Muslim women who fail to learn English to a high enough standard could face deportation from Britain, Prime Minister David Cameron announced Monday.
He also suggested that poor English skills can leave people "more susceptible" to the messages of groups like Islamic State (IS).
Cameron's comments came as his centre-right Conservatives launched a £20 million ($28.5 million, 26 million euro) language fund for women in isolated communities as part of a drive to build community integration.
Immigration rules already force spouses to speak English before they come to Britain to live with their partners.
But Cameron said they would also face further tests after two and a half years in the country to make sure their language skills were improving.
"You can't guarantee you will be able to stay if you are not improving your language," he told BBC radio. "People coming to our country, they have responsibilities too."
Cameron's government estimates that around 190,000 Muslim women in England -- about 22 percent -- speak little or no English.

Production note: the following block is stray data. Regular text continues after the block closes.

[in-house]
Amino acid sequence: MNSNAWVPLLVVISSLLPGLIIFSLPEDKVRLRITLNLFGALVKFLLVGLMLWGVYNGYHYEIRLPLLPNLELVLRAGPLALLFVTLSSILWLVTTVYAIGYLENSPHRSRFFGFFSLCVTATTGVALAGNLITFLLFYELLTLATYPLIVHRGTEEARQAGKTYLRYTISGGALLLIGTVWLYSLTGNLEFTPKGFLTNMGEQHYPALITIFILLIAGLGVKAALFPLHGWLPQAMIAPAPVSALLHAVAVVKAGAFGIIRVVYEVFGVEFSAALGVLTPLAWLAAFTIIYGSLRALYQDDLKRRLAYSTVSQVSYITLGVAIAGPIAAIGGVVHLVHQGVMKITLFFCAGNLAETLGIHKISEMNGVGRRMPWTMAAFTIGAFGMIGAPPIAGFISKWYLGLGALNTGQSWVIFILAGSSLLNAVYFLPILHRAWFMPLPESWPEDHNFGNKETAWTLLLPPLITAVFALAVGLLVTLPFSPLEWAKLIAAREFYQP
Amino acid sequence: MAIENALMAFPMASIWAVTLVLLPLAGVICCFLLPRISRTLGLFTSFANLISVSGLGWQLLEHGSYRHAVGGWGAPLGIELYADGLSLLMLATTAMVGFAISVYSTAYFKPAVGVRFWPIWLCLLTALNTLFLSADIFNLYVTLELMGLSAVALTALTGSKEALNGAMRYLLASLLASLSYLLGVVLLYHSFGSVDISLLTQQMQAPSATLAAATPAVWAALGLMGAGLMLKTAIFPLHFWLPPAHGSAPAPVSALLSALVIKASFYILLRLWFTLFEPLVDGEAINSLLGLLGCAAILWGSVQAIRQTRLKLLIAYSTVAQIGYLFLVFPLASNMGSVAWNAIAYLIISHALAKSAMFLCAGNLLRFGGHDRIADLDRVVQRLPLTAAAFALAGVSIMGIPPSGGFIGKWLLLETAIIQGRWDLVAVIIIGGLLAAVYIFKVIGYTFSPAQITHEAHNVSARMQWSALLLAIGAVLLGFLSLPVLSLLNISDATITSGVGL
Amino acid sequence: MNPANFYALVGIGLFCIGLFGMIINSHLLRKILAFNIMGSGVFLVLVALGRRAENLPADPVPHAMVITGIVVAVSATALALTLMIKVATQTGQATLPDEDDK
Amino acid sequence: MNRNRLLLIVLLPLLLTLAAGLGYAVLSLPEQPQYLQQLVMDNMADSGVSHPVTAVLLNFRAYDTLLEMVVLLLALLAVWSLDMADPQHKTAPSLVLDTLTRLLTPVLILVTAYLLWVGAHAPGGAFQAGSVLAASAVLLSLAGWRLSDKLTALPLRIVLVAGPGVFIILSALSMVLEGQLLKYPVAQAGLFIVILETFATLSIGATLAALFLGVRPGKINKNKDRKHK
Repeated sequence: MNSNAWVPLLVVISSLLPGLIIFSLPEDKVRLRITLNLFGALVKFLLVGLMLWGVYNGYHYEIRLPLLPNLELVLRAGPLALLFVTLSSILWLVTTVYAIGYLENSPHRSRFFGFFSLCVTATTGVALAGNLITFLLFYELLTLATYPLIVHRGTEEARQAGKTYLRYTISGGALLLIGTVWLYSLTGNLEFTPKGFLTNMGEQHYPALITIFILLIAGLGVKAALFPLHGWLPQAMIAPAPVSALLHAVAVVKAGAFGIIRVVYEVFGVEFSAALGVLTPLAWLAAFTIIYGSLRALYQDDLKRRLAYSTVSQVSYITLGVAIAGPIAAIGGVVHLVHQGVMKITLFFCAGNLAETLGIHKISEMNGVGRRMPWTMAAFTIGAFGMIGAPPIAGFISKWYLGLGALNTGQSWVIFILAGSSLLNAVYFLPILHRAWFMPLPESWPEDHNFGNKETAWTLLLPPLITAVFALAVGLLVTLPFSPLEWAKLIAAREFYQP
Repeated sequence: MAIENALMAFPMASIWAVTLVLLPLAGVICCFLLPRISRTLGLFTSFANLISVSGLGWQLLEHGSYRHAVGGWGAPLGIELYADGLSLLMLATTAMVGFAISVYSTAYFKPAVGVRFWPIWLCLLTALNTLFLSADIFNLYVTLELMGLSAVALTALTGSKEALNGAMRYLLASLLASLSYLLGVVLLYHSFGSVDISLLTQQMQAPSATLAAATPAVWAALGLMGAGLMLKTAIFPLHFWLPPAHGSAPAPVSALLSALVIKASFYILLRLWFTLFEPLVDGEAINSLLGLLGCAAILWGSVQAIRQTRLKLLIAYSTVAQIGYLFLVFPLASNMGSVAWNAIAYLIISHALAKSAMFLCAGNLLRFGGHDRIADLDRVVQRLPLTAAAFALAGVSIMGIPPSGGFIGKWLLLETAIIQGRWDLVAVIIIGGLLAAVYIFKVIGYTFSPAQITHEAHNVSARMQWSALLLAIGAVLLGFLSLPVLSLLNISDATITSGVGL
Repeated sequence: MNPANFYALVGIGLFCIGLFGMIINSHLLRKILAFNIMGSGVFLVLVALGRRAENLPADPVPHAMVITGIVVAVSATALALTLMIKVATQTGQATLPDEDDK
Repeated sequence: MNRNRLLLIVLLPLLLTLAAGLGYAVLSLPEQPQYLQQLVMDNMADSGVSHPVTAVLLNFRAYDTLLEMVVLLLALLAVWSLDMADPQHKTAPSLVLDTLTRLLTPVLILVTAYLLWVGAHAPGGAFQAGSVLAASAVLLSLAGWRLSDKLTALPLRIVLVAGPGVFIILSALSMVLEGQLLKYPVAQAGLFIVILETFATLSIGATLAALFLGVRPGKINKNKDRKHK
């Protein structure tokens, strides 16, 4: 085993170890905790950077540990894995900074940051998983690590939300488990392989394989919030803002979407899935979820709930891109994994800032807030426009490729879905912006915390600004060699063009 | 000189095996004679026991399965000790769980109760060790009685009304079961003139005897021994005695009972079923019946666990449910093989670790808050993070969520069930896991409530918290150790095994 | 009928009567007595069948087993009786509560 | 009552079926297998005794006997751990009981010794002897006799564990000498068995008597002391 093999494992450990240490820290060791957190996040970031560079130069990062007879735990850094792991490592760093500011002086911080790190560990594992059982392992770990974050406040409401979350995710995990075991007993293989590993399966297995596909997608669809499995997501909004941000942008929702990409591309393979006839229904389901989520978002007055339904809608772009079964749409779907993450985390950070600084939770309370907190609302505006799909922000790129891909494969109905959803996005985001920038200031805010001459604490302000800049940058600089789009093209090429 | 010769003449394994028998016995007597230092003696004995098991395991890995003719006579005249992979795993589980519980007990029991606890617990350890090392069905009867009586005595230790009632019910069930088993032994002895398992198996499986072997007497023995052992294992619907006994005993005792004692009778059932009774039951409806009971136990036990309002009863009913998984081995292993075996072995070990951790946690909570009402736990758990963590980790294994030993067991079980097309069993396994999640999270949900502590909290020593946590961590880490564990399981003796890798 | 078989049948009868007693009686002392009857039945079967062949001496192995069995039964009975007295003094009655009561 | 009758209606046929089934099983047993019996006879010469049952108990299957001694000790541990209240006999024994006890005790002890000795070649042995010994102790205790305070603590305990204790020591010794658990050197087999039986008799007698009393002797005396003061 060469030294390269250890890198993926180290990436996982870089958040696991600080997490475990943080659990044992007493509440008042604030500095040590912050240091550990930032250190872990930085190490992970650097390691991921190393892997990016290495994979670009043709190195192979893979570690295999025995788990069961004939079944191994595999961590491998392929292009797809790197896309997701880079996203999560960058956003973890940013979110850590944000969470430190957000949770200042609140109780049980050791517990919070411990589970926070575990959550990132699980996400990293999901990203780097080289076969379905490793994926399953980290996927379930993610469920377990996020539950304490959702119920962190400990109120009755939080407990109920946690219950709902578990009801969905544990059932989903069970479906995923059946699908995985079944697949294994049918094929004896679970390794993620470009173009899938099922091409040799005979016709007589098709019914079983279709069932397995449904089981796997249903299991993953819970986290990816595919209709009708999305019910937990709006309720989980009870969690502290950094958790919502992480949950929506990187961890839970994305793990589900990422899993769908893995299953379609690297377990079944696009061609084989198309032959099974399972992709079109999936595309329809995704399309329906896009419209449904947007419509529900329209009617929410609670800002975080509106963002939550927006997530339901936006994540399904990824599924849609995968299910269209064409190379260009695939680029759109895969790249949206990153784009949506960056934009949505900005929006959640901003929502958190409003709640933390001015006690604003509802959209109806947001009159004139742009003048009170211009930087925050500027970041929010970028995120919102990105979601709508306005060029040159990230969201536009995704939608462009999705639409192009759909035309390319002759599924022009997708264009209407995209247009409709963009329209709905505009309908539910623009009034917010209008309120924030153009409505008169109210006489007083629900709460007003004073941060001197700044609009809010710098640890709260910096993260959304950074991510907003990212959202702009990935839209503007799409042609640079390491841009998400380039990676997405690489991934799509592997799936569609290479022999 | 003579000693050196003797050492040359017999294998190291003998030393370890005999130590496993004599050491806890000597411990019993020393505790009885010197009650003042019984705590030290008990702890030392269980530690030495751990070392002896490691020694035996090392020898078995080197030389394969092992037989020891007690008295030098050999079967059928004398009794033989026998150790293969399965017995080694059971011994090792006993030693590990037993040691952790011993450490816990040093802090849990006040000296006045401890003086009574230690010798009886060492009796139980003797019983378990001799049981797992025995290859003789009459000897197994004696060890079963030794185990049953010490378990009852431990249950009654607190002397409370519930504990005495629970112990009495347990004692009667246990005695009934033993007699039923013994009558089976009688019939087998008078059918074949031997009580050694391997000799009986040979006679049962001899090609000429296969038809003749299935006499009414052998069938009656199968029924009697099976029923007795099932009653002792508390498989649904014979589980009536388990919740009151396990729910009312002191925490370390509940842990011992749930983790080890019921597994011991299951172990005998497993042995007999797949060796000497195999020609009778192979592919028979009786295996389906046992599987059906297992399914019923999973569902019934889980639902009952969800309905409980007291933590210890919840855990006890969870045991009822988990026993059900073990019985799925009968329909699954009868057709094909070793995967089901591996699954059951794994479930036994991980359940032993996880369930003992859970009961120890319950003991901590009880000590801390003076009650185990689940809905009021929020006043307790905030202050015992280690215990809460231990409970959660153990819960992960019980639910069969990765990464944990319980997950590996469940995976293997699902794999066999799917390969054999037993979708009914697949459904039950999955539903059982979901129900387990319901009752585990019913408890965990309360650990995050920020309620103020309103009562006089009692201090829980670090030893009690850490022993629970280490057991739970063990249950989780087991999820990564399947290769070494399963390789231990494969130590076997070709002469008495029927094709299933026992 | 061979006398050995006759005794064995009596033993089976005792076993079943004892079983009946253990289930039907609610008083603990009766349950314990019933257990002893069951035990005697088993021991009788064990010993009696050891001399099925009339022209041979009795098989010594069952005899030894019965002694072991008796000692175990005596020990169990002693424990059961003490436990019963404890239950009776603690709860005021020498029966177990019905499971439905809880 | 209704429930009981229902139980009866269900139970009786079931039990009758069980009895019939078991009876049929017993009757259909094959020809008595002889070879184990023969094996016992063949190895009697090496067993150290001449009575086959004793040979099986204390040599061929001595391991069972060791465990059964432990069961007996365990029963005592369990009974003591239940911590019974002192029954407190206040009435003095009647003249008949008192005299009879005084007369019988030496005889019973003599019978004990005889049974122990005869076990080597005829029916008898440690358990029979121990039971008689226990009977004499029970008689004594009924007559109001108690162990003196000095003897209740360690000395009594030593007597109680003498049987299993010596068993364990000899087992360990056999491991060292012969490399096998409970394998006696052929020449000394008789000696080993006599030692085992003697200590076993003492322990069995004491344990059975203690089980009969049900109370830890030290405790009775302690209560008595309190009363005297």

There are estimated to be around 2.7 million Muslims in England out of a total population of some 53 million.
Cameron said that a lack of language skills could make Muslims in Britain more vulnerable to the message of extremist groups.
"I am not saying there is some sort of causal connection between not speaking English and becoming an extremist, of course not," he told BBC radio.
"But if you are not able to speak English, not able to integrate, you may find therefore you have challenges understanding what your identity is and therefore you could be more susceptible to the extremist message."
His comments drew criticism from Muslim groups and opposition parties.
Mohammed Shafiq, chief executive of the Ramadhan Foundation, which campaigns for better community relations, accused Cameron of "disgraceful stereotyping".
"David Cameron and his Conservative government are once again using British Muslims as a political football to score cheap points to appear tough," he added.
And Andy Burnham, home affairs spokesman for the main opposition Labour party, accused Cameron of a "clumsy and simplistic approach" which was "unfairly stigmatising a whole community."